The Mayor’s Office of Workforce Development has partnered with WinnResidential, Wentworth Institute of Technology, YouthBuild Boston, and the Massachusetts Department of Labor Standards and Division of Apprentice Standards to create an an apprenticeship program for Facilities Maintenance Technicians.
The apprenticeship was launched at an event at Castle Square Apartments in the South End on July 17, where speakers representing each of the partners were able to share information and their excitement about the program.
The 18 month, 3,000 hour program will allow people to work full-time for WinnResidential while taking classes through Wentworth Institute of Technology, both of which will allow them to learn the skills necessary to land a well-paying job.
“The importance of this program and why we’re so interested in it is because it provides a combination of classroom work along with hands-on training,” said Brian Kean, executive vice president of WinnCompanies. “Our apprentices will be out in the field actually working, actually getting paid a good wage.”
The apprentices will be able to take what they learn in the field and understand it through what they will learn in the classroom, Kean added.
Boston-based Winn Companies is the largest provider of housing in the city of Boston, as well as the largest provider of affordable housing in the United States, according to Kean.
He said that the company has “tons of jobs” and “plenty of openings,” but they are unable to fill them because there aren’t enough qualified people to take them. Through this apprenticeship, people would learn the skills necessary to fill these open positions.
“We’re really excited about this apprenticeship program that we’re kicking off with Winn,” said Michael Chavez, project development manager at YouthBuild Boston. He said that they’ve offered a free apprenticeship program for the carpenter’s union, but this is the first time that YouthBuild Boston is a leader for a full apprenticeship program.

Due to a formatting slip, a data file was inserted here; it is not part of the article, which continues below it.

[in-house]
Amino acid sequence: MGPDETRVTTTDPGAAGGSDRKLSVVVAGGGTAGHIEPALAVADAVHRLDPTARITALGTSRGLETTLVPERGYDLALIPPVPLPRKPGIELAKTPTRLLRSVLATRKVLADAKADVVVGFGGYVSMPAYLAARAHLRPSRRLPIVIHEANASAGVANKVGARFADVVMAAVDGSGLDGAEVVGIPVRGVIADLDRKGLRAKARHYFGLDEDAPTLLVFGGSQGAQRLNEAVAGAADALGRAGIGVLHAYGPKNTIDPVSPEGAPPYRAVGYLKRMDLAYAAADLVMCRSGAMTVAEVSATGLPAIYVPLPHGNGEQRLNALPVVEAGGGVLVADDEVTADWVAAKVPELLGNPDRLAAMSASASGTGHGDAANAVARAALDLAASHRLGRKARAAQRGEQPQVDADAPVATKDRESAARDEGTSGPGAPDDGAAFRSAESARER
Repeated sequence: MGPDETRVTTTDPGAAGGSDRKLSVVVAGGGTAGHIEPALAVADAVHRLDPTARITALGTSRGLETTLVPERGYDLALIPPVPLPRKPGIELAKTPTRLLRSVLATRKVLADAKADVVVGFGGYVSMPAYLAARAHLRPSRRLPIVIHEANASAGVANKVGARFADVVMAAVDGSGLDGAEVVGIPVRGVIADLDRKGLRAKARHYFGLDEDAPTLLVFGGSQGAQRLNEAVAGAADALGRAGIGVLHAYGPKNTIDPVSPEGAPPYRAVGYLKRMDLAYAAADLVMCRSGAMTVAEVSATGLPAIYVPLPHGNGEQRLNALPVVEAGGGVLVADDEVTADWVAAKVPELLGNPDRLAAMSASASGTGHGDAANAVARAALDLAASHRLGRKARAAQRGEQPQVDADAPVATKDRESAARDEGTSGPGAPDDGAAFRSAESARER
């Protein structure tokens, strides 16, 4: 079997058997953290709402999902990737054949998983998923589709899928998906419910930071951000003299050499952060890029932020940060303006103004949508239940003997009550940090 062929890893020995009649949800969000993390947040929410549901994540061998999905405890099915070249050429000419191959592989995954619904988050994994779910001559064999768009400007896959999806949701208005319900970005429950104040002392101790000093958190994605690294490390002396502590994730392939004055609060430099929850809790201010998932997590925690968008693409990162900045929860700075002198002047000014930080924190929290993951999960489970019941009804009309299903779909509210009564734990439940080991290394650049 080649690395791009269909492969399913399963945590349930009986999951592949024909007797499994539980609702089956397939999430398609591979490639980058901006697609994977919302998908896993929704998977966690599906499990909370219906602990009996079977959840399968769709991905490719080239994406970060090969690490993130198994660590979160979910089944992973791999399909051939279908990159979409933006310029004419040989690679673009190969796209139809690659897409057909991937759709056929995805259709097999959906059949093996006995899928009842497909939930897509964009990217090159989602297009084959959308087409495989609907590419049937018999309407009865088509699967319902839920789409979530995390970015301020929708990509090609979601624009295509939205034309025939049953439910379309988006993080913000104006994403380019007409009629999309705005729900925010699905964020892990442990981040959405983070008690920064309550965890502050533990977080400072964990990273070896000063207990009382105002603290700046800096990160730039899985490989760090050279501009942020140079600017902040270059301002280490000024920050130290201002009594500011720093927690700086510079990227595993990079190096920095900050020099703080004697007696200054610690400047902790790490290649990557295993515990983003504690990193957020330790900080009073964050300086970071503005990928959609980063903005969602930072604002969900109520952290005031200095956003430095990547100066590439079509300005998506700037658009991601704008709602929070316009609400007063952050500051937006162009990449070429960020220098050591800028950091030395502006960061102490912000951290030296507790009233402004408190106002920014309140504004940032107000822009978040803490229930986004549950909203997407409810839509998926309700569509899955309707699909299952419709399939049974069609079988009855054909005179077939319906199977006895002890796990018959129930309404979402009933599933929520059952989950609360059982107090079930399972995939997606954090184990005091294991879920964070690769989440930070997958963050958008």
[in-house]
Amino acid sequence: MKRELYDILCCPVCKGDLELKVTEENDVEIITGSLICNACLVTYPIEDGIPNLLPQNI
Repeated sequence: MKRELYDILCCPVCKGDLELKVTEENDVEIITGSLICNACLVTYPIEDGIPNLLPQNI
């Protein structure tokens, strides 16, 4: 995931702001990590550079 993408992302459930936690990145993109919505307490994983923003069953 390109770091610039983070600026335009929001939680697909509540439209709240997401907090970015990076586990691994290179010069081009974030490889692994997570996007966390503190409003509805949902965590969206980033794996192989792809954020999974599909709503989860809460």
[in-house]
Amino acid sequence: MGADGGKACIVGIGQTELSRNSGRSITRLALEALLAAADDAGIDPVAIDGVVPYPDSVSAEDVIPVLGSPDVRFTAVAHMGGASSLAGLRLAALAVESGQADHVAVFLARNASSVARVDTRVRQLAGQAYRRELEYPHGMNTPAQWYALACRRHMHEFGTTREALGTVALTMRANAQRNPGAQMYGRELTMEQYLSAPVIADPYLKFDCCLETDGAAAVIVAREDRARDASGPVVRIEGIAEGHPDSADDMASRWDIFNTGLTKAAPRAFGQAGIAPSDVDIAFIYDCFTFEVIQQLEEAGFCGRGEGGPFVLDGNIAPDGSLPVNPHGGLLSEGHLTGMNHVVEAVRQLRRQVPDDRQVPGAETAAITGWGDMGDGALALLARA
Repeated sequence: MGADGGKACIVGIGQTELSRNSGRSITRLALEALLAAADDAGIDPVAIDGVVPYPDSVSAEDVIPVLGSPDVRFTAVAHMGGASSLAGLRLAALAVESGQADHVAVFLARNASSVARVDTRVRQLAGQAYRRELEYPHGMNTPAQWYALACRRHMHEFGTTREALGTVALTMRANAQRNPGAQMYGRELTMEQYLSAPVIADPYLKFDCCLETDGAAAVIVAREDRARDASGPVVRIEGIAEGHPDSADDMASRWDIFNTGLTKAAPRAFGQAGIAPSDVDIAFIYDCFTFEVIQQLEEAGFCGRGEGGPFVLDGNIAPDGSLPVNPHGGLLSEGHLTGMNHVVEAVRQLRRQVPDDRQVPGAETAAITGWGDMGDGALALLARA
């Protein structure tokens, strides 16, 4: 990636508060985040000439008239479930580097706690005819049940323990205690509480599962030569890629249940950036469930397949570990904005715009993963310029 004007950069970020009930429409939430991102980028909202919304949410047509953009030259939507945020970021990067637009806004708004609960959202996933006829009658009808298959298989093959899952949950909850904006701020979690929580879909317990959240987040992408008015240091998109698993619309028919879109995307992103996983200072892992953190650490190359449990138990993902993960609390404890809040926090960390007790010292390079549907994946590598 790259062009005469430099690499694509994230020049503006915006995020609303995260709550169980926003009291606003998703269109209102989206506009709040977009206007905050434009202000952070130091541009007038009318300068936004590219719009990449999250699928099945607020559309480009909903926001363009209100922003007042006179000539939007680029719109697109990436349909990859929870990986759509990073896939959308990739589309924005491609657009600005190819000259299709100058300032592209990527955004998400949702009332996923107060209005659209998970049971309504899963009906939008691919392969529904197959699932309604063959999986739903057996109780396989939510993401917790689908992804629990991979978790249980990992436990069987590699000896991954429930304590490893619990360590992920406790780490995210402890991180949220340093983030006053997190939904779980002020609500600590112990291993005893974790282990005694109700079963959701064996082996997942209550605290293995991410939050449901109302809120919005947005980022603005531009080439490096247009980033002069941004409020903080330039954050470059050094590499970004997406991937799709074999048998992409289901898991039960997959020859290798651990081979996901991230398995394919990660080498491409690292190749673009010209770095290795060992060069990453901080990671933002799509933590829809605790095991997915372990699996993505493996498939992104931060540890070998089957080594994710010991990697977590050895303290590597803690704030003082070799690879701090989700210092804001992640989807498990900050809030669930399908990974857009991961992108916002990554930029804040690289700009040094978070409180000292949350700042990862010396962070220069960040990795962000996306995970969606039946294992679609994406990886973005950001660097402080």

YouthBuild Boston aims to provide young adults with the skills and experience they need to be successful in the building trade, as well as the “essential social, vocational, academic and life skills necessary to navigate a positive pathway to self-sufficiency and neighborhood responsibility,” said Chavez.
William McKinney from the Massachusetts Department of Labor Standards says that apprenticeship has grown over the past three years, and that though Massachusetts has the highest percentage of people with a college degree, college isn’t for everybody.
“That’s where we come in to work with companies to develop apprenticeship programs,” he said.
“We want to make sure in Massachusetts that everybody who wants to get a job, a good paying job, has that opportunity. So whatever barriers that we have to break down in government, that’s what we’re all about.”
The apprentices will be learning about such things as HVAC systems and choosing the correct plants for landscaping. They will be taking five courses at Wentworth that could be used towards a Bachelor’s degree at the end of the program should they choose to take that path, and Wentworth will be there to support and guide their decision-making process.
“We’re happy to be providing some of the coursework that will go into your apprenticeship program,” Deborah Wright, a Dean at Wentworth Institute of Technology told the apprentices who were present. “I always think of Wentworth being able to meet our students or meet members of the community wherever they are in their educational process.”
The City of Boston has helped to make this program free of charge for the apprentices, and the Office of Workforce Development works to make sure that programs are affordable and accessible to residents all across the city.
Trinh Nguyen, Director of the Office of Workforce Development, said that this apprenticeship program is in line with the mayor’s campaign Boston Hires, which is aiming to hire 20,000 residents by 2020 in good paying jobs.
“We are here with you and we will stay with you until you get there,” she said.
When the speakers were finished, the seven present apprentices were invited up on by one to sign their apprenticeship agreements.
Jorge Lopez and Lavar Simpson both said they are eager to learn whatever they can through this program.
“I’m really open-minded to anything,” said Lopez, who learned about the program through his school. He said wanted to be a part of it because he wants to work with his hands.
Simpson said he’s especially looking forward to learning about electricity, plumbing, and carpentry.
He also echoed the sentiment that was evident throughout the presentation: “It’s just a great opportunity.”